The following is a conversation between Dan Berelowitz, the CEO and Founder of Spring Impact, and Denver Frederick, the Host of The Business of Giving.
Denver: There’s the old quote — “You are not here to duplicate and replicate. You are here to innovate and initiate.” But does that advice always work? And is it producing the most effective results to address our social problems? My next guest says: perhaps not, and he is here to explain why. He is Dan Berelowitz, the CEO and founder of Spring Impact.
Welcome to The Business of Giving, Dan!
Dan: Thanks, Denver.
Denver: This obsession with replicating what works instead of continually reinventing the wheel — that first got started with you while you were working in Ghana, correct?
Dan: Yes. That’s right. I founded my first nonprofit going on over 20 years ago, and we had some wonderful social entrepreneurs, people who had really helped in their community, mainly in the education space. But after working with them for a couple of years, what I realized is that they weren’t able to really address the problem at the scale that it presented itself.
So, for example, there were less and less teachers per child in Ghana, more and more children not going to school. And we were trying to teach more kids, but yet any solution we could put forward just never quite did it. So, absolutely, I was really very frustrated and sort of thought there’s got to be a different way.
Denver: And you began to develop that idea when you got yourself a fellowship. I think it ran for about 18 months, but you took six of those months and actually went to McDonald’s headquarters in the UK to see what they did.
So, what could a social organization learn from perhaps the ultimate franchisee of them all — McDonald’s?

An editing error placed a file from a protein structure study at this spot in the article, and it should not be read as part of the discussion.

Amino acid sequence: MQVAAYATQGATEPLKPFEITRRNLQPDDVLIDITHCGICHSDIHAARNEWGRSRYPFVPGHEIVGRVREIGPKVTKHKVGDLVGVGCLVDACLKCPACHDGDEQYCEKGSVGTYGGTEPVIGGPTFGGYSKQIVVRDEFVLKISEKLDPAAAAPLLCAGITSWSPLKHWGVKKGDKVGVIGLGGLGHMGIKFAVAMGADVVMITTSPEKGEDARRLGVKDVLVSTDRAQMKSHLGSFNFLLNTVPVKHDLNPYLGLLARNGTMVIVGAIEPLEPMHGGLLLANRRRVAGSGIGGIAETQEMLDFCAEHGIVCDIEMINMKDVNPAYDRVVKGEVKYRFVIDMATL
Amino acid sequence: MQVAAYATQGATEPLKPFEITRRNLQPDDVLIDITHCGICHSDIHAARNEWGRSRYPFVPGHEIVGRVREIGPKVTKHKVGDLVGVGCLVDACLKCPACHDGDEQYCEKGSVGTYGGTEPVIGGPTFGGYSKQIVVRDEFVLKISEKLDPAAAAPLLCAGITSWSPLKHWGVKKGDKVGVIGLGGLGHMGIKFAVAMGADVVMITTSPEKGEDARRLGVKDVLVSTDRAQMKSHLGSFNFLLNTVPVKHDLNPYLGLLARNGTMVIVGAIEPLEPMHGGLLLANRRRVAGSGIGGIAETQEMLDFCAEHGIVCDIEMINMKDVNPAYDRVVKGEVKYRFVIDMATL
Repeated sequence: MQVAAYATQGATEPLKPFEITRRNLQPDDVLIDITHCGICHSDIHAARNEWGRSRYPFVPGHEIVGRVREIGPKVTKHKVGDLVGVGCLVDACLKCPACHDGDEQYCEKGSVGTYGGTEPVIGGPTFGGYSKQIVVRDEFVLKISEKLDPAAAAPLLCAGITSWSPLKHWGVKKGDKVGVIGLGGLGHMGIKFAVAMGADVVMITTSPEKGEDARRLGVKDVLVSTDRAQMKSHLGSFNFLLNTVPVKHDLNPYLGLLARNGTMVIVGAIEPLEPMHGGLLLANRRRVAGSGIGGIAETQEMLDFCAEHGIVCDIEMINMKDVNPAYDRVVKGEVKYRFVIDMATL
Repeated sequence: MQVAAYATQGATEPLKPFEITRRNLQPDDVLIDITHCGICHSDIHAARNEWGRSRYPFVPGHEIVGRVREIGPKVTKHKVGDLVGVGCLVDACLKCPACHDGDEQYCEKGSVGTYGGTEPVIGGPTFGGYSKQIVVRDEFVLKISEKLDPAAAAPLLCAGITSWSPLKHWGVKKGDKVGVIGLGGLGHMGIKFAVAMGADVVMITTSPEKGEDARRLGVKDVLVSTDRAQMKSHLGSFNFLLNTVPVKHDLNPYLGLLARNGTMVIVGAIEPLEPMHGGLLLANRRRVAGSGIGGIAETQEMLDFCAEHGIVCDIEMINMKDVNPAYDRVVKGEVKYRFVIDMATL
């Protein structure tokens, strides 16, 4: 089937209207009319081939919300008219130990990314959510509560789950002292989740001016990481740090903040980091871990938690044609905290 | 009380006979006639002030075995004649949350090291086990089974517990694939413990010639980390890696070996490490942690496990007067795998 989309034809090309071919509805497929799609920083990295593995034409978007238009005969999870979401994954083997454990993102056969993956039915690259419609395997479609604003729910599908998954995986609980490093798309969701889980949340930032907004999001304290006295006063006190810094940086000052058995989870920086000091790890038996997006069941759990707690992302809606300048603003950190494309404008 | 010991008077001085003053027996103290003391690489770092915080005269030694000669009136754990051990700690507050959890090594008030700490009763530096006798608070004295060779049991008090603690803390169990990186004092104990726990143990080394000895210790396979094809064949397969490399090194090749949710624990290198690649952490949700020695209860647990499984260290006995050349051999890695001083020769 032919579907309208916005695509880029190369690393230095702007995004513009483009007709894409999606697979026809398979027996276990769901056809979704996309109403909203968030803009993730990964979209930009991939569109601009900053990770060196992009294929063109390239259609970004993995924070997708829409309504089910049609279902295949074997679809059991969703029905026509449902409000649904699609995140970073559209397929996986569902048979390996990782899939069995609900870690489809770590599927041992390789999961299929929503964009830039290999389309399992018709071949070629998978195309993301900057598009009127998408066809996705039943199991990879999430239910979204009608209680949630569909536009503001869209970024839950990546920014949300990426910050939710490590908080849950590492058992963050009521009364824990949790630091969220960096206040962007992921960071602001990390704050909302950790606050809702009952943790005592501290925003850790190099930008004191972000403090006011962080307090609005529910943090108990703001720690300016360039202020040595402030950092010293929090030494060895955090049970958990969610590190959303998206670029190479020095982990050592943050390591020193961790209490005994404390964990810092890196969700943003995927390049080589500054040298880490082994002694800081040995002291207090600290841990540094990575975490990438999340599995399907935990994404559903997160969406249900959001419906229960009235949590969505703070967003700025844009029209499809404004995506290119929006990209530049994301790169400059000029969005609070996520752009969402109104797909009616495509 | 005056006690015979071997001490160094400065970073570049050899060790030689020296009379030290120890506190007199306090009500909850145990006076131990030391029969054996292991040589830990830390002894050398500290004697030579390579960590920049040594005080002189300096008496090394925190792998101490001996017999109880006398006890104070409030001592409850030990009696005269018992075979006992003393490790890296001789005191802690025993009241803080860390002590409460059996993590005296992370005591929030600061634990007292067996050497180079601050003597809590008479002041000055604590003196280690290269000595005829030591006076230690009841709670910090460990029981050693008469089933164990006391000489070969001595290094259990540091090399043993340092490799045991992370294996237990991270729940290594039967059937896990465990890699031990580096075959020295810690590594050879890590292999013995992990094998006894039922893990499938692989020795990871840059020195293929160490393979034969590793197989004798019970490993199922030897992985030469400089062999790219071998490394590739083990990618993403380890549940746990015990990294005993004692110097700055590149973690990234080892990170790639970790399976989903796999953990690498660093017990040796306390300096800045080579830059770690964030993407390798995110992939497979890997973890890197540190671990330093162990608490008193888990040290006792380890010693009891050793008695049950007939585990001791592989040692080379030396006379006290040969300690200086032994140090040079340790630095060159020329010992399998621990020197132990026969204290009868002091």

Dan: I just thought it’s funny because as I was in Ghana and was having these conversations about replication, often, McDonald’s came up. And so, when I got on this fellowship, I thought, “Well, if everyone’s mentioning McDonald’s, surely that is the place to go and learn from — learn from the masters of replication.”
There is an awful lot to be learned from McDonald’s actually, and some of it was surprising. So I learned some things I wasn’t expecting. So, for example, and this isn’t exactly on replication, but when I first spoke to the gentleman who ran franchising in the UK, I asked him about McDonald’s and if he enjoyed working there… what it was like working for the brand. As he was talking about McDonald’s, he actually shed a tear. He loved the brand so much.
And so, there was something I learned immediately about the passion that you can have for a brand like that. And actually, part of me thought if we could replicate that passion in the social sector, we could go even further than we do. What I came to realize after a while is there is an element of drinking the Kool-Aid, I think, in the commercial sector, whereas in the social sector, we’re much more willing to engage in the problems. And so, there’s something there around passion.
But I think the main reason I went there was to learn about replication. And what McDonald’s has done is just absolutely defined to the “T” how you produce the same quality outcome again and again. And if that is the strategy that works for you in the social sector, and you want to get the same outcome again and again, there is a huge amount that can be learned from McDonald’s.